Bicuspid Aortic Valve Clinical Presentation

Updated: Jan 15, 2019
  • Author: Duraisamy Balaguru, MBBS, MRCP, FACC, FAAP, FSCAI; Chief Editor: Syamasundar Rao Patnana, MD  more...
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Patients with bicuspid aortic valves may be completely asymptomatic. About 30% of individuals with a bicuspid aortic valve develop complications. [21, 29, 25] If symptoms are present, they relate to the development of aortic stenosis, [19] aortic insufficiency, or both. Occasionally, a congenitally bicuspid aortic valve may be the cause of critical aortic stenosis, with symptoms of severe congestive heart failure developing in early infancy. This critical form of stenosis is more frequently associated with a unicommissural valve. In patients in whom a bicuspid aortic valve is observed in association with other types of left heart obstruction (coarctation or interrupted aortic arch), the bicuspid valve generally functions well, and symptoms are usually caused by the associated disorder.

Although most cases of bicuspid aortic valve are sporadic, familial clusters have been identified, with incidence as high as 10-17% in first-degree relatives of probands. [30] Increasing evidence suggests an autosomal-dominant inheritance pattern with variable penetrance, encompassing the entire spectrum of left heart obstruction (hypoplastic left heart syndrome, aortic stenosis, coarctation of the aorta) [31]

Syndromes associated with bicuspid aortic valve include the following:

  • Coarctation or interrupted aortic arch (bicuspid aortic valve is present in >50% of patients with these lesions) [4]

  • Williams syndrome (bicuspid aortic valve associated with supravalvular aortic stenosis occurs in 11.6% of cases) [32]

  • Patent ductus arteriosus, also associated with hand anomalies [33]

  • Turner syndrome (bicuspid aortic valve occurs in 30% of patients) [34]


Physical Examination

Because the bicuspid aortic valve is frequently a clinically silent condition, general examination findings may be normal.

Typical features of Turner syndrome (eg, short stature in females with webbed neck and broad chest) or Williams syndrome (eg, elfin facies, mild retardation) may suggest the possibility of bicuspid aortic valve.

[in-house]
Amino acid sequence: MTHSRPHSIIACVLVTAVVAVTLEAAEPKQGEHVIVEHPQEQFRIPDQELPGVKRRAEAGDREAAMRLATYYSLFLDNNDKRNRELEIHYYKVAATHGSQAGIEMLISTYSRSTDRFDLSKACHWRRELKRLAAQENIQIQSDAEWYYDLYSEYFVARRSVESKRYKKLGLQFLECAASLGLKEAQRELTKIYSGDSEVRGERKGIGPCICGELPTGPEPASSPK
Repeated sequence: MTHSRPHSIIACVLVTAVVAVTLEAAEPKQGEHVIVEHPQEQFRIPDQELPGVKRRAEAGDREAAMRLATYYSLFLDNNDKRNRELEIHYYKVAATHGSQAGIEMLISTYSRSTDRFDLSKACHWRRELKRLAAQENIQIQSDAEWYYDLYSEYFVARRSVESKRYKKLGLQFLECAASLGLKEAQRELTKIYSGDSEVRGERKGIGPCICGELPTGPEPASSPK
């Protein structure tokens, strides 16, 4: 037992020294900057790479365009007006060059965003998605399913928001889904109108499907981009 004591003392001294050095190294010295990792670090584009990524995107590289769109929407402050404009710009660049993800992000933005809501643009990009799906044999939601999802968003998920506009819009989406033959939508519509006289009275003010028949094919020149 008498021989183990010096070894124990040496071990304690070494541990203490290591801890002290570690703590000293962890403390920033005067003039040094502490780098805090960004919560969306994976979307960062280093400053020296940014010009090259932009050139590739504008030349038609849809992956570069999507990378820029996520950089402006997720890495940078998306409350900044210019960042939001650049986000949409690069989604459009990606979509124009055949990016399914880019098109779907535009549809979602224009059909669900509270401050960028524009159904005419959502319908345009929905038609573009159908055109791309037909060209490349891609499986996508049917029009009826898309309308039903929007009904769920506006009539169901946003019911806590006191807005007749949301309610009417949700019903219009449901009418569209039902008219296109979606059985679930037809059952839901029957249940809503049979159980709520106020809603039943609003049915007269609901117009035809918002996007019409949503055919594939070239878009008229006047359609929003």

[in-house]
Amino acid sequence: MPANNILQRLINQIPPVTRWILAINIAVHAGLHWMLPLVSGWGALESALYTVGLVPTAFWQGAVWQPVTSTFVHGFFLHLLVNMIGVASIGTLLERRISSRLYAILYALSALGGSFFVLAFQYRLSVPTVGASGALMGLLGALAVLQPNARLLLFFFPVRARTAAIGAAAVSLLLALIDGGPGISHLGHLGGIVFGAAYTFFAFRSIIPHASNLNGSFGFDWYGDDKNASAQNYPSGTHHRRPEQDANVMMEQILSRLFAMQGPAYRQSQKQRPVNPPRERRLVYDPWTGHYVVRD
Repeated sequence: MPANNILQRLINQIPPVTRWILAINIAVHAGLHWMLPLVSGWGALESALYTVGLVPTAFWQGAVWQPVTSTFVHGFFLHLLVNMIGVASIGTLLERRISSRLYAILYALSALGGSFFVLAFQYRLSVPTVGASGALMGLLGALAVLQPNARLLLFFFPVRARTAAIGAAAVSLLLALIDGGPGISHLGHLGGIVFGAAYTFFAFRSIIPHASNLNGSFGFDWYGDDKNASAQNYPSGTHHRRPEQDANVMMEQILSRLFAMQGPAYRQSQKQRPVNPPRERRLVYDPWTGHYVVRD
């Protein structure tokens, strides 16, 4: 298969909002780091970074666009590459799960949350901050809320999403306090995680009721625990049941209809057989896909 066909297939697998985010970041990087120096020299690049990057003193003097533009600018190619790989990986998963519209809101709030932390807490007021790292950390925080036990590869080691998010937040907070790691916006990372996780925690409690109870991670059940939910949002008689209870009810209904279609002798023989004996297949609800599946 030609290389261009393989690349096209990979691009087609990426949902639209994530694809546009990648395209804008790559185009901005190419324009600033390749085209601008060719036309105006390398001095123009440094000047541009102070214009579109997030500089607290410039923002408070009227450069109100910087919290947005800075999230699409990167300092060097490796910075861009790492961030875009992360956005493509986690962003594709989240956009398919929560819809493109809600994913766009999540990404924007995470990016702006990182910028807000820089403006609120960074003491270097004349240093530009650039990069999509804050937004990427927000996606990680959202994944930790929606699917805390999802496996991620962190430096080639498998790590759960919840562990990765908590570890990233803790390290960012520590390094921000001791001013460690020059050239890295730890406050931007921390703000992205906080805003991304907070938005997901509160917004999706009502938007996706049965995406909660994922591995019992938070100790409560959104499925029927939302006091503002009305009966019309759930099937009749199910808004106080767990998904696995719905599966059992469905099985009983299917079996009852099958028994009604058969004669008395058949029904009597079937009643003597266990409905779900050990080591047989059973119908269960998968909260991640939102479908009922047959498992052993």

Cardiac examination findings include the following:

  • The precordium is usually normal to palpation, and no evidence of cardiomegaly is present.

  • The first heart sound is unaffected. The second heart sound splits normally with inspiration, with absent or minimal outflow gradient. With increasing aortic stenosis gradient, the splitting of the second sound is less apparent or may be absent. With severe stenosis, the second sound is split paradoxically (ie, with expiration). This splitting differs from normal splitting of the first heart sound (ie, with tricuspid and mitral valve closures) in that normal splitting is best appreciated at the lower left sternal border and is a softer lower-pitched sound than the click of a bicuspid aortic valve.

  • The most common abnormal sound heard with bicuspid aortic valve is a systolic ejection click. This sound is actually a less-distinct, medium-pitched, short sound heard well at the apex with the diaphragm of the stethoscope. It is heard in all phases of respiration just after the first heart sound, and its timing does not vary with maneuvers (eg, hand-grip, Valsalva, squatting). The ejection sound may also be heard in the aortic area (upper right sternal border), where it takes on a brighter and sharper quality. [35]

  • In contrast, the click of pulmonary valvular stenosis is intermittent (heard best during expiration) and located closer to the left sternal border. It is a bit less distinct than the aortic valve click. The click of mitral valve prolapse may also be heard at the apex but is softer, occurs later, and is less distinct than the bicuspid aortic valve click. The mitral prolapse click often varies in timing with changes in position or isometric handgrip and may be followed by the murmur of mitral regurgitation. Multiple showers of clicks are common, and the sound has been likened to crinkling cellophane.

  • Minimal or mild stenosis may produce a soft and fairly harsh ejection murmur at the upper right sternal border with possible radiation into the carotids. Increasing severity of stenosis produces a longer, louder, and harsher murmur with definite radiation into the carotids and possibly into the posterior shoulder. With more severe stenosis, a thrill may be felt in the suprasternal notch.

  • In the presence of a typical ejection click, the high-pitched sound of subtle aortic valve insufficiency may be heard at the third left intercostal space with the diaphragm of the stethoscope. Various maneuvers may be helpful in auscultation, including having the patient perform an isometric handgrip, having patients lean forward in a seated position (to bring the aortic area closer to the chest wall), and having patients hold their breath in expiration (also decreases the distance between the stethoscope and the left ventricle). [35]